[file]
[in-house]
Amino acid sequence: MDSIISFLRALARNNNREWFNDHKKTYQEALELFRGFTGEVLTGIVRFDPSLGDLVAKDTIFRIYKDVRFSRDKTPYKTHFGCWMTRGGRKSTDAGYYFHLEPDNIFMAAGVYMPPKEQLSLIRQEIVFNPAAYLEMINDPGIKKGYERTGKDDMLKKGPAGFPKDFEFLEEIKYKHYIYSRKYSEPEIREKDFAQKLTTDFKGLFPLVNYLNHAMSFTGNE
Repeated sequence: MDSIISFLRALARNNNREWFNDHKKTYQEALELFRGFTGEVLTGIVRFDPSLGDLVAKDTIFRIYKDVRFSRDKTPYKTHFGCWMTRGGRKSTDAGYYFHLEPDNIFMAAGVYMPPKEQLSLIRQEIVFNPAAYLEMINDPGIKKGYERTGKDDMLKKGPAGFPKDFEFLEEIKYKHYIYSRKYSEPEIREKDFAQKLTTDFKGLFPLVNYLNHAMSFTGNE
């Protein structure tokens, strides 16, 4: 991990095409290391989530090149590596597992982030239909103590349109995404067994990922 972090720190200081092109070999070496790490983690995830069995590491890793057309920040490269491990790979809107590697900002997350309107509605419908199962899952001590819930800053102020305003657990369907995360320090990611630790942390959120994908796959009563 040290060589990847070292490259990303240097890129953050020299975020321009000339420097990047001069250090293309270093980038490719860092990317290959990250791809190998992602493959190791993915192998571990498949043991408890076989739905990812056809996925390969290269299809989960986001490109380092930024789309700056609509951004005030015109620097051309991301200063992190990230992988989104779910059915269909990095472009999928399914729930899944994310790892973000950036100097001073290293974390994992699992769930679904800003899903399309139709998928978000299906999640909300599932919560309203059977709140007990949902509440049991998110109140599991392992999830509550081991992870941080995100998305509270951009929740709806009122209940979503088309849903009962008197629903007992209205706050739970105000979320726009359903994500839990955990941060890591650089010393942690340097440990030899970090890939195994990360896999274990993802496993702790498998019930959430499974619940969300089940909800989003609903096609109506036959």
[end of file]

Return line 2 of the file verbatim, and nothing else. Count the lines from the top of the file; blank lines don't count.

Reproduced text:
Amino acid sequence: MDSIISFLRALARNNNREWFNDHKKTYQEALELFRGFTGEVLTGIVRFDPSLGDLVAKDTIFRIYKDVRFSRDKTPYKTHFGCWMTRGGRKSTDAGYYFHLEPDNIFMAAGVYMPPKEQLSLIRQEIVFNPAAYLEMINDPGIKKGYERTGKDDMLKKGPAGFPKDFEFLEEIKYKHYIYSRKYSEPEIREKDFAQKLTTDFKGLFPLVNYLNHAMSFTGNE